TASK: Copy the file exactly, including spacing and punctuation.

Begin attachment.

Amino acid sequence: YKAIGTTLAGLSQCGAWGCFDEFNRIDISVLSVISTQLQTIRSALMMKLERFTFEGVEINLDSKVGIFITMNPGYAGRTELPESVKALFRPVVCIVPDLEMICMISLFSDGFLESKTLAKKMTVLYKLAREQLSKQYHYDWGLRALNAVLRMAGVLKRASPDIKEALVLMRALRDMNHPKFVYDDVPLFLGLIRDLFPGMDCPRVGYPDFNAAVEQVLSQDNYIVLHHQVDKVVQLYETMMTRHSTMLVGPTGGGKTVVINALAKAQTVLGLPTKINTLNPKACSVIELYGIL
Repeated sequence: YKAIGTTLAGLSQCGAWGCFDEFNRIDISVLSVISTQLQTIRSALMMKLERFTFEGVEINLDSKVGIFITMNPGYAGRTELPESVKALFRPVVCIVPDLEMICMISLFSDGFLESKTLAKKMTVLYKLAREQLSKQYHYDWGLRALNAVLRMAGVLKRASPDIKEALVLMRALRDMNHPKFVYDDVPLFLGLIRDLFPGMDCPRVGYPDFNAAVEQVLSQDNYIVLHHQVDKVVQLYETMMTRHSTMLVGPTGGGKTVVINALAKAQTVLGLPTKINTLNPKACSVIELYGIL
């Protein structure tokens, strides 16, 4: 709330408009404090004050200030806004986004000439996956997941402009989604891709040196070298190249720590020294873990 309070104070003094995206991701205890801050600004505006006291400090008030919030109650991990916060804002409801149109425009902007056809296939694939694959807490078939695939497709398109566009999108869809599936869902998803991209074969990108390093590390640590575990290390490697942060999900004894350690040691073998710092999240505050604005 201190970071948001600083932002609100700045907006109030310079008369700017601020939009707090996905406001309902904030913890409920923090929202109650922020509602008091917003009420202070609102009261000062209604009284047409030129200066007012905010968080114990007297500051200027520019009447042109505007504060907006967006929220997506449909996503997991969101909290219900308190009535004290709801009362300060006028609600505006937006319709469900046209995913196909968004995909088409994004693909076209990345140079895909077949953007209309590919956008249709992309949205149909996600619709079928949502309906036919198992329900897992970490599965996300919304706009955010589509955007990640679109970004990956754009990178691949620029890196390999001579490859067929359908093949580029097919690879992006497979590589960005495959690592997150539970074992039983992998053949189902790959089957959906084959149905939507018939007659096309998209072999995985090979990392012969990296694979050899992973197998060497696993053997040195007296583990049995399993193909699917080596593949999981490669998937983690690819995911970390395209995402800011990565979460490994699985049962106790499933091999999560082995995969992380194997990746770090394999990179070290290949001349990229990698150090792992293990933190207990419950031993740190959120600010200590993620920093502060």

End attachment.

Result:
Amino acid sequence: YKAIGTTLAGLSQCGAWGCFDEFNRIDISVLSVISTQLQTIRSALMMKLERFTFEGVEINLDSKVGIFITMNPGYAGRTELPESVKALFRPVVCIVPDLEMICMISLFSDGFLESKTLAKKMTVLYKLAREQLSKQYHYDWGLRALNAVLRMAGVLKRASPDIKEALVLMRALRDMNHPKFVYDDVPLFLGLIRDLFPGMDCPRVGYPDFNAAVEQVLSQDNYIVLHHQVDKVVQLYETMMTRHSTMLVGPTGGGKTVVINALAKAQTVLGLPTKINTLNPKACSVIELYGIL
Repeated sequence: YKAIGTTLAGLSQCGAWGCFDEFNRIDISVLSVISTQLQTIRSALMMKLERFTFEGVEINLDSKVGIFITMNPGYAGRTELPESVKALFRPVVCIVPDLEMICMISLFSDGFLESKTLAKKMTVLYKLAREQLSKQYHYDWGLRALNAVLRMAGVLKRASPDIKEALVLMRALRDMNHPKFVYDDVPLFLGLIRDLFPGMDCPRVGYPDFNAAVEQVLSQDNYIVLHHQVDKVVQLYETMMTRHSTMLVGPTGGGKTVVINALAKAQTVLGLPTKINTLNPKACSVIELYGIL
């Protein structure tokens, strides 16, 4: 709330408009404090004050200030806004986004000439996956997941402009989604891709040196070298190249720590020294873990 309070104070003094995206991701205890801050600004505006006291400090008030919030109650991990916060804002409801149109425009902007056809296939694939694959807490078939695939497709398109566009999108869809599936869902998803991209074969990108390093590390640590575990290390490697942060999900004894350690040691073998710092999240505050604005 201190970071948001600083932002609100700045907006109030310079008369700017601020939009707090996905406001309902904030913890409920923090929202109650922020509602008091917003009420202070609102009261000062209604009284047409030129200066007012905010968080114990007297500051200027520019009447042109505007504060907006967006929220997506449909996503997991969101909290219900308190009535004290709801009362300060006028609600505006937006319709469900046209995913196909968004995909088409994004693909076209990345140079895909077949953007209309590919956008249709992309949205149909996600619709079928949502309906036919198992329900897992970490599965996300919304706009955010589509955007990640679109970004990956754009990178691949620029890196390999001579490859067929359908093949580029097919690879992006497979590589960005495959690592997150539970074992039983992998053949189902790959089957959906084959149905939507018939007659096309998209072999995985090979990392012969990296694979050899992973197998060497696993053997040195007296583990049995399993193909699917080596593949999981490669998937983690690819995911970390395209995402800011990565979460490994699985049962106790499933091999999560082995995969992380194997990746770090394999990179070290290949001349990229990698150090792992293990933190207990419950031993740190959120600010200590993620920093502060």